Could anyone stop Trump from launching nukes? The answer: No
WASHINGTON (AP) — Here’s a question rarely raised before Donald Trump ran for the White House: If the president ordered a preemptive nuclear strike, could anyone stop him? The answer is no. Not the Congress. Not his secretary of defense. And by design, not the military officers who would be duty-bound to execute the order.
As Bruce Blair, a former nuclear missile launch officer and expert on nuclear command and control, has put it, “The protocol for ordering the use of nuclear weapons endows every president with civilization-ending power.” Trump, he wrote in a Washington Post column last summer, “has unchecked authority to order a preventive nuclear strike against any nation he wants with a single verbal direction to the Pentagon war room.”
Or, as then-Vice President Dick Cheney explained in December 2008, the president “could launch a kind of devastating attack the world’s never seen. He doesn’t have to check with anybody. He doesn’t have to call the Congress. He doesn’t have to check with the courts.”
And the world has changed even more in the decade since, with North Korea posing a bigger and more immediate nuclear threat than had seemed possible. The nature of the U.S. political world has changed, too, and Trump’s opponents — even within his own party — question whether he has too much power over nuclear weapons.
These realities will converge today in a Senate hearing room where the Foreign Relations Committee — headed by one of Trump’s strongest Republican critics, Sen. Bob Corker of Tennessee — will hear testimony from a former commander of the Pentagon’s nuclear war fighting command and other witnesses. The topic: “Authority to order the use of nuclear weapons.”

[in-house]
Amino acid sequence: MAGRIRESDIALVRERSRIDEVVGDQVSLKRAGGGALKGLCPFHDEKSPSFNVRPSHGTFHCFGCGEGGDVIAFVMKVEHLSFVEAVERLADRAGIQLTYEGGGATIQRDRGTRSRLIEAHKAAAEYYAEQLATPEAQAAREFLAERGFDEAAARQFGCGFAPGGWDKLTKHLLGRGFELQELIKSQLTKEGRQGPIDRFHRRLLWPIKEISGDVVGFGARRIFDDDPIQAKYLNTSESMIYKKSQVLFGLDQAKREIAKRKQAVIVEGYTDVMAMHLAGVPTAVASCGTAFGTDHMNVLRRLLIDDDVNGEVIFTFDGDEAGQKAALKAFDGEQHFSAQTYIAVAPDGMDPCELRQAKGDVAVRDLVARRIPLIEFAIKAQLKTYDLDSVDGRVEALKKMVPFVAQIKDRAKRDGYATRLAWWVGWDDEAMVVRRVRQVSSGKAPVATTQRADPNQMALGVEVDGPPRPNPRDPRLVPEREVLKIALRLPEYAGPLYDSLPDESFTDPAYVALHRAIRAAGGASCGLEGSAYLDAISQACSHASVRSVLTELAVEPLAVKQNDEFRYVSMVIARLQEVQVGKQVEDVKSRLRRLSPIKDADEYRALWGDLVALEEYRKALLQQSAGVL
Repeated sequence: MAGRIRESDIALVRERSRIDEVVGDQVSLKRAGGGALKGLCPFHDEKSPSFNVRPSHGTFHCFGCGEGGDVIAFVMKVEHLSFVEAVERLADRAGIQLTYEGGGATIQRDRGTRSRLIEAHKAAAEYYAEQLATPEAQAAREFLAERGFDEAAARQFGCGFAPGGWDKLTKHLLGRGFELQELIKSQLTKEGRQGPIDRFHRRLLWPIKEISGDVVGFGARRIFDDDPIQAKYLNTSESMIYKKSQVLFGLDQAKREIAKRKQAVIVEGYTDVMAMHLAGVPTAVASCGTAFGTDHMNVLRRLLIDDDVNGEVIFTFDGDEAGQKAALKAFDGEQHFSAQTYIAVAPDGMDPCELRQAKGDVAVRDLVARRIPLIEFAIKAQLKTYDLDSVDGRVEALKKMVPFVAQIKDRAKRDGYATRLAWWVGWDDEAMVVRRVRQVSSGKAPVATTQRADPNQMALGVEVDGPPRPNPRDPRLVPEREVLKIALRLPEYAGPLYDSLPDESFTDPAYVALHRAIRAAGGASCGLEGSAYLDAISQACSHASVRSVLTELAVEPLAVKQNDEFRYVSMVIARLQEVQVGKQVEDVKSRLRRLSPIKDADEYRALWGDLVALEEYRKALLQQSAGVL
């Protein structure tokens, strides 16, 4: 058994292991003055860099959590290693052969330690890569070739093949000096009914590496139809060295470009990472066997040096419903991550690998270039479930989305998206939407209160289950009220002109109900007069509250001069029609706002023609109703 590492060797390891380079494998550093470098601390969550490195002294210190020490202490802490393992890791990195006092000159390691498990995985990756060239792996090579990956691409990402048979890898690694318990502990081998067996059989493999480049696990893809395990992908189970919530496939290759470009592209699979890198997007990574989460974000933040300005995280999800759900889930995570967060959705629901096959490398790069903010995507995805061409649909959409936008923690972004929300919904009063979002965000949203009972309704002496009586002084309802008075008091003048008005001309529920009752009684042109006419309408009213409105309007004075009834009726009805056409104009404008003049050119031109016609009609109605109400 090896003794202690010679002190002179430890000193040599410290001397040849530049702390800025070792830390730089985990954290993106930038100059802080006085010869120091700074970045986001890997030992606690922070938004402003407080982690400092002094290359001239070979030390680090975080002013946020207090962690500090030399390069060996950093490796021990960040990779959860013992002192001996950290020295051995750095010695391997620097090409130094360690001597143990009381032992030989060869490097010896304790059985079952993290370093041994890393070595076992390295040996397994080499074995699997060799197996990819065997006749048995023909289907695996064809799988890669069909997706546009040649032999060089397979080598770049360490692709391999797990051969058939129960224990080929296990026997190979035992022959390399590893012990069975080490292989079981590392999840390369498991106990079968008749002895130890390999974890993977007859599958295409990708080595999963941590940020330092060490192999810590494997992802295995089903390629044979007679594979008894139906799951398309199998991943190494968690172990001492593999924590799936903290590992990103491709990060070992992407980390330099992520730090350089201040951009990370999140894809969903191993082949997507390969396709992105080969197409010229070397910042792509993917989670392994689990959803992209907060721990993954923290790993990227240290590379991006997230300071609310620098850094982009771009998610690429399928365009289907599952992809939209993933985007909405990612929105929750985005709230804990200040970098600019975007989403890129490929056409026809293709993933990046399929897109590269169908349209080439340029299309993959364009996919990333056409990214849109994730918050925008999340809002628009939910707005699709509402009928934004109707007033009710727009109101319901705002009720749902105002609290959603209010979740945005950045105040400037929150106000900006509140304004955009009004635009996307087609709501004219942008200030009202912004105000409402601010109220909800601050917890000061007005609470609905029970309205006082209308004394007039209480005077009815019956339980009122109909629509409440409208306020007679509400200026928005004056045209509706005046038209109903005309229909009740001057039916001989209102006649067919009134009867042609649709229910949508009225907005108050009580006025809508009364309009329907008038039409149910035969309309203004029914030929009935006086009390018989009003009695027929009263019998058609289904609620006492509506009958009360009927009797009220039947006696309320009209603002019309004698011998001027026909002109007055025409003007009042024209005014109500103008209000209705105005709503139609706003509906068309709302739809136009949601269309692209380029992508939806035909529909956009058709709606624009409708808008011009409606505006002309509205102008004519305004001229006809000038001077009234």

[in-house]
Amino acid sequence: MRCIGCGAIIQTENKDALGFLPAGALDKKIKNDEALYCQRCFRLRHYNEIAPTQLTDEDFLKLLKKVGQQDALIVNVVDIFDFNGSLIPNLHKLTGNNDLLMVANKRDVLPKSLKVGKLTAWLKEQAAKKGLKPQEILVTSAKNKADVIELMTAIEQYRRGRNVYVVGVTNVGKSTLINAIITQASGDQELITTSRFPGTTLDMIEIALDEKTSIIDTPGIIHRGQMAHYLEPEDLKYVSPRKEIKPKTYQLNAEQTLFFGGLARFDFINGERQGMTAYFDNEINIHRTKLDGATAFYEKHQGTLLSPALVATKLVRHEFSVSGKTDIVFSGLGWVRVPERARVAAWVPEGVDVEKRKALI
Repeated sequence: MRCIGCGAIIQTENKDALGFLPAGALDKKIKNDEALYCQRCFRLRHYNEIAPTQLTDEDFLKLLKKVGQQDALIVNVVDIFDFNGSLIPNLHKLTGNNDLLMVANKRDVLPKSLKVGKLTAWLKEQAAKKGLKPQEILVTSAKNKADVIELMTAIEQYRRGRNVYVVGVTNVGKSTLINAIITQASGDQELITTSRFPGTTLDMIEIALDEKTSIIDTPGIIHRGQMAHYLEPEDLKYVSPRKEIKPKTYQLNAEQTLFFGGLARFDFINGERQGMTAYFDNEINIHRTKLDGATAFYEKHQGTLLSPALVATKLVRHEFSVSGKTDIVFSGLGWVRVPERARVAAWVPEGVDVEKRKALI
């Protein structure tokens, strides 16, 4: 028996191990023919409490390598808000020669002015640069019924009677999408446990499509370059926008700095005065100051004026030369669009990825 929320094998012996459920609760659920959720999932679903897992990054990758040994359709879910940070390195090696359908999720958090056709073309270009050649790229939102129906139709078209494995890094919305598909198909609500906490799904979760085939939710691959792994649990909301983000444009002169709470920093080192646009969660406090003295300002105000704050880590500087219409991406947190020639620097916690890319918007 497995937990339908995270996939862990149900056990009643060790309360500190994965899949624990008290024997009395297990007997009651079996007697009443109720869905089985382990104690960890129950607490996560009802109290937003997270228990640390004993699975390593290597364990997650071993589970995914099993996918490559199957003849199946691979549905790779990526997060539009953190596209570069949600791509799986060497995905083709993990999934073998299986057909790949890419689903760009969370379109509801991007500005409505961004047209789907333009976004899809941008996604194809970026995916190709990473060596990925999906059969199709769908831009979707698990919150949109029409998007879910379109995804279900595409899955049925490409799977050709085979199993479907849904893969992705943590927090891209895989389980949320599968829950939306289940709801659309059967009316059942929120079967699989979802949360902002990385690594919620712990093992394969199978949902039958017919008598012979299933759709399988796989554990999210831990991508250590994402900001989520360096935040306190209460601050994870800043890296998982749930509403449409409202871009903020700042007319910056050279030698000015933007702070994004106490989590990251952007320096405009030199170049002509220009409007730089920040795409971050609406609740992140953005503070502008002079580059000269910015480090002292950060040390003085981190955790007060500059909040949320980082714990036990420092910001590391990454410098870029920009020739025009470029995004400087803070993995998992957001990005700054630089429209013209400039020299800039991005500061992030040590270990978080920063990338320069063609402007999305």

Corker said numerous lawmakers have raised questions about legislative and presidential war-making authorities and the use of America’s nuclear arsenal.
“This discussion is long overdue,” Corker said in announcing the hearing.
Alex Wellerstein, a historian of science at the Stevens Institute of Technology who has researched and written extensively about presidential nuclear authority, said he hopes the discussion “might shed some more light on aspects of the procedures for presidential use of nuclear weapons that I think really needs to be known and talked about.”
He said the U.S. system has evolved through tradition and precedent more than by laws.
“The technology of the bomb itself does not compel this sort of arrangement,” he wrote in an email exchange. “This is a product of circumstances. I think the circumstances under which the system was created, and the world we now live in, are sufficiently different that we could, and perhaps should, contemplate revision of the system.”
Asked about this Monday in an impromptu exchange at the Pentagon, Defense Secretary Jim Mattis was reluctant to describe his role in nuclear strike decision-making. “I’m the president’s principal adviser on the use of force,” he said. Asked whether he was comfortable with the system as it exists, he said, “I am,” but did not elaborate.